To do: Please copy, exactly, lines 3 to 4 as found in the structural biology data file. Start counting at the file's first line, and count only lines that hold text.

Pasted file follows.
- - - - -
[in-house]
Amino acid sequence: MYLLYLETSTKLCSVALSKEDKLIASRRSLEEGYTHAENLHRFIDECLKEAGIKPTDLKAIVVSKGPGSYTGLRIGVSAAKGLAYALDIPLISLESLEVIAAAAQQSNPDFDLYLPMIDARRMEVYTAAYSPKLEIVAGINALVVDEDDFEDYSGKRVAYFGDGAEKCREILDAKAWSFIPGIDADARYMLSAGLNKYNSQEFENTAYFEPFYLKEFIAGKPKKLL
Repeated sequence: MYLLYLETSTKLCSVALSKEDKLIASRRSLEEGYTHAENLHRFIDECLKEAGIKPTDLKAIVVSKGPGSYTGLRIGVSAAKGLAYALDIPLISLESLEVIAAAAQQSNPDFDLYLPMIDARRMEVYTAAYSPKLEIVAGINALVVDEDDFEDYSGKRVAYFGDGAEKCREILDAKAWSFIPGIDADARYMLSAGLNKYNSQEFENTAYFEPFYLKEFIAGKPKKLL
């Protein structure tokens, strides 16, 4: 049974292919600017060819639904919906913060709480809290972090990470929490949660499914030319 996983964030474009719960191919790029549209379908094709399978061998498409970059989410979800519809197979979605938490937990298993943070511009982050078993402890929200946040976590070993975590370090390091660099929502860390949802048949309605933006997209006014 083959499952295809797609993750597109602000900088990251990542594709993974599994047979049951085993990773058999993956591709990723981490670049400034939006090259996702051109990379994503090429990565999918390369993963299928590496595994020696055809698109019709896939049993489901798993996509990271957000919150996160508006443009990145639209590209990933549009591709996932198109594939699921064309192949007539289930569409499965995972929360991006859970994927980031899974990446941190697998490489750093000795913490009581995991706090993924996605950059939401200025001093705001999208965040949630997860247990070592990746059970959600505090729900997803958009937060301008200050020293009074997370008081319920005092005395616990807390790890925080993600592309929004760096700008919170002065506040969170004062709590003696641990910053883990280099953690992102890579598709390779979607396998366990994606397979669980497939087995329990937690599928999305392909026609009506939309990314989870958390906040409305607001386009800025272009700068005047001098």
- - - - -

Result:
Repeated sequence: MYLLYLETSTKLCSVALSKEDKLIASRRSLEEGYTHAENLHRFIDECLKEAGIKPTDLKAIVVSKGPGSYTGLRIGVSAAKGLAYALDIPLISLESLEVIAAAAQQSNPDFDLYLPMIDARRMEVYTAAYSPKLEIVAGINALVVDEDDFEDYSGKRVAYFGDGAEKCREILDAKAWSFIPGIDADARYMLSAGLNKYNSQEFENTAYFEPFYLKEFIAGKPKKLL
């Protein structure tokens, strides 16, 4: 049974292919600017060819639904919906913060709480809290972090990470929490949660499914030319 996983964030474009719960191919790029549209379908094709399978061998498409970059989410979800519809197979979605938490937990298993943070511009982050078993402890929200946040976590070993975590370090390091660099929502860390949802048949309605933006997209006014 083959499952295809797609993750597109602000900088990251990542594709993974599994047979049951085993990773058999993956591709990723981490670049400034939006090259996702051109990379994503090429990565999918390369993963299928590496595994020696055809698109019709896939049993489901798993996509990271957000919150996160508006443009990145639209590209990933549009591709996932198109594939699921064309192949007539289930569409499965995972929360991006859970994927980031899974990446941190697998490489750093000795913490009581995991706090993924996605950059939401200025001093705001999208965040949630997860247990070592990746059970959600505090729900997803958009937060301008200050020293009074997370008081319920005092005395616990807390790890925080993600592309929004760096700008919170002065506040969170004062709590003696641990910053883990280099953690992102890579598709390779979607396998366990994606397979669980497939087995329990937690599928999305392909026609009506939309990314989870958390906040409305607001386009800025272009700068005047001098």